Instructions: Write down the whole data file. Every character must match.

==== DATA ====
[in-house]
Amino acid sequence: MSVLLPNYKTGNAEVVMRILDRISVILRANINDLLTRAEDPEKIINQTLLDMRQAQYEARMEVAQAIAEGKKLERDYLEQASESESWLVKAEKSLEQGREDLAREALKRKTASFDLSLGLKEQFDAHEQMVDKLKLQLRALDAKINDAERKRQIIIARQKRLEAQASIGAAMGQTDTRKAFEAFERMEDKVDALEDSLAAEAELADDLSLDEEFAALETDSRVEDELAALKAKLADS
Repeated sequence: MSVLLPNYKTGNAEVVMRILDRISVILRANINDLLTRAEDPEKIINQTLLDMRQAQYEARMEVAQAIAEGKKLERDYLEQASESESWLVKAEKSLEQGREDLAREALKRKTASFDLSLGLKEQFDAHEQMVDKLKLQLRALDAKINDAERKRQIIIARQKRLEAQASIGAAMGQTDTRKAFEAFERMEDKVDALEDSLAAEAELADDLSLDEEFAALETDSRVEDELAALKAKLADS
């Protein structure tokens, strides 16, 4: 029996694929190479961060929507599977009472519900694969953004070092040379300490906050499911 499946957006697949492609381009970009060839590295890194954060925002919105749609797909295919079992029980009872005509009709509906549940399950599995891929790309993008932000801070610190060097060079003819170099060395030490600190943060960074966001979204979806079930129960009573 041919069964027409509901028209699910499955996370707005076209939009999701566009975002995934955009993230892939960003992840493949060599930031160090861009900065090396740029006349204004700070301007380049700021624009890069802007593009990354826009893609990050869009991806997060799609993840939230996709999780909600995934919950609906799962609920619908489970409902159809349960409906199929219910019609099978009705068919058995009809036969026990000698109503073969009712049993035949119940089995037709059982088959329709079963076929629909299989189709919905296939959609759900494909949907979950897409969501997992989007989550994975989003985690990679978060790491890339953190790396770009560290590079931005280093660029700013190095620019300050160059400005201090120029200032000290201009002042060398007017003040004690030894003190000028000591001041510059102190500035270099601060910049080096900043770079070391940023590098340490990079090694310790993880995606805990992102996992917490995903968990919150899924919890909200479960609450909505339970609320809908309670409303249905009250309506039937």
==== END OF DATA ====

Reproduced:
[in-house]
Amino acid sequence: MSVLLPNYKTGNAEVVMRILDRISVILRANINDLLTRAEDPEKIINQTLLDMRQAQYEARMEVAQAIAEGKKLERDYLEQASESESWLVKAEKSLEQGREDLAREALKRKTASFDLSLGLKEQFDAHEQMVDKLKLQLRALDAKINDAERKRQIIIARQKRLEAQASIGAAMGQTDTRKAFEAFERMEDKVDALEDSLAAEAELADDLSLDEEFAALETDSRVEDELAALKAKLADS
Repeated sequence: MSVLLPNYKTGNAEVVMRILDRISVILRANINDLLTRAEDPEKIINQTLLDMRQAQYEARMEVAQAIAEGKKLERDYLEQASESESWLVKAEKSLEQGREDLAREALKRKTASFDLSLGLKEQFDAHEQMVDKLKLQLRALDAKINDAERKRQIIIARQKRLEAQASIGAAMGQTDTRKAFEAFERMEDKVDALEDSLAAEAELADDLSLDEEFAALETDSRVEDELAALKAKLADS
């Protein structure tokens, strides 16, 4: 029996694929190479961060929507599977009472519900694969953004070092040379300490906050499911 499946957006697949492609381009970009060839590295890194954060925002919105749609797909295919079992029980009872005509009709509906549940399950599995891929790309993008932000801070610190060097060079003819170099060395030490600190943060960074966001979204979806079930129960009573 041919069964027409509901028209699910499955996370707005076209939009999701566009975002995934955009993230892939960003992840493949060599930031160090861009900065090396740029006349204004700070301007380049700021624009890069802007593009990354826009893609990050869009991806997060799609993840939230996709999780909600995934919950609906799962609920619908489970409902159809349960409906199929219910019609099978009705068919058995009809036969026990000698109503073969009712049993035949119940089995037709059982088959329709079963076929629909299989189709919905296939959609759900494909949907979950897409969501997992989007989550994975989003985690990679978060790491890339953190790396770009560290590079931005280093660029700013190095620019300050160059400005201090120029200032000290201009002042060398007017003040004690030894003190000028000591001041510059102190500035270099601060910049080096900043770079070391940023590098340490990079090694310790993880995606805990992102996992917490995903968990919150899924919890909200479960609450909505339970609320809908309670409303249905009250309506039937």